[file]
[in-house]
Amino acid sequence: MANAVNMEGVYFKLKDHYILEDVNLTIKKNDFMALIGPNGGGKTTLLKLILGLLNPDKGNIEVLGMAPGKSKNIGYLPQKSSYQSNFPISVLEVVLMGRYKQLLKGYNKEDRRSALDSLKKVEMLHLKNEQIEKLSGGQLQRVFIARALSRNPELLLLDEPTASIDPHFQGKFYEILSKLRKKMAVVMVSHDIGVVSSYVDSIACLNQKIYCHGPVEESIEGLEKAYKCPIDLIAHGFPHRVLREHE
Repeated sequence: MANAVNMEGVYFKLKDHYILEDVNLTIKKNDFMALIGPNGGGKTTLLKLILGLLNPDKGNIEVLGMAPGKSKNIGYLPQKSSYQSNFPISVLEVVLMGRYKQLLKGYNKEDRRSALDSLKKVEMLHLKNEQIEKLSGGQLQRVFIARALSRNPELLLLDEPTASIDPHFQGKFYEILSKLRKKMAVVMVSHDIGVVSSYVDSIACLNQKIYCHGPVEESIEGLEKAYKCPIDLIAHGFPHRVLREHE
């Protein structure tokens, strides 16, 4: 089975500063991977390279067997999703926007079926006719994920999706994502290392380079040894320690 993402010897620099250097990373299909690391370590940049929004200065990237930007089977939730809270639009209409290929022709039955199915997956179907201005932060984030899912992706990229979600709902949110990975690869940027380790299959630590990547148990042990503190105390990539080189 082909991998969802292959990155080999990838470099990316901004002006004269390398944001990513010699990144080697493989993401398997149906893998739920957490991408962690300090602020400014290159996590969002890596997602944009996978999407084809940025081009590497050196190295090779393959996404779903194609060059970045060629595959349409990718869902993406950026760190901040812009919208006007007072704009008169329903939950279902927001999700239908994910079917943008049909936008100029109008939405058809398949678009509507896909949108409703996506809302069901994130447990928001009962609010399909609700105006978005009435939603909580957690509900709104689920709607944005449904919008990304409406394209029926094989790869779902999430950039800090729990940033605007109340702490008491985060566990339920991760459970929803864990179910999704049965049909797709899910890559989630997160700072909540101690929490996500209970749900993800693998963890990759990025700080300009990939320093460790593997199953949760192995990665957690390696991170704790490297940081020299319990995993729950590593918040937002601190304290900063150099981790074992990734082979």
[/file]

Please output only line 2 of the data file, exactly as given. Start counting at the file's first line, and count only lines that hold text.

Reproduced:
Amino acid sequence: MANAVNMEGVYFKLKDHYILEDVNLTIKKNDFMALIGPNGGGKTTLLKLILGLLNPDKGNIEVLGMAPGKSKNIGYLPQKSSYQSNFPISVLEVVLMGRYKQLLKGYNKEDRRSALDSLKKVEMLHLKNEQIEKLSGGQLQRVFIARALSRNPELLLLDEPTASIDPHFQGKFYEILSKLRKKMAVVMVSHDIGVVSSYVDSIACLNQKIYCHGPVEESIEGLEKAYKCPIDLIAHGFPHRVLREHE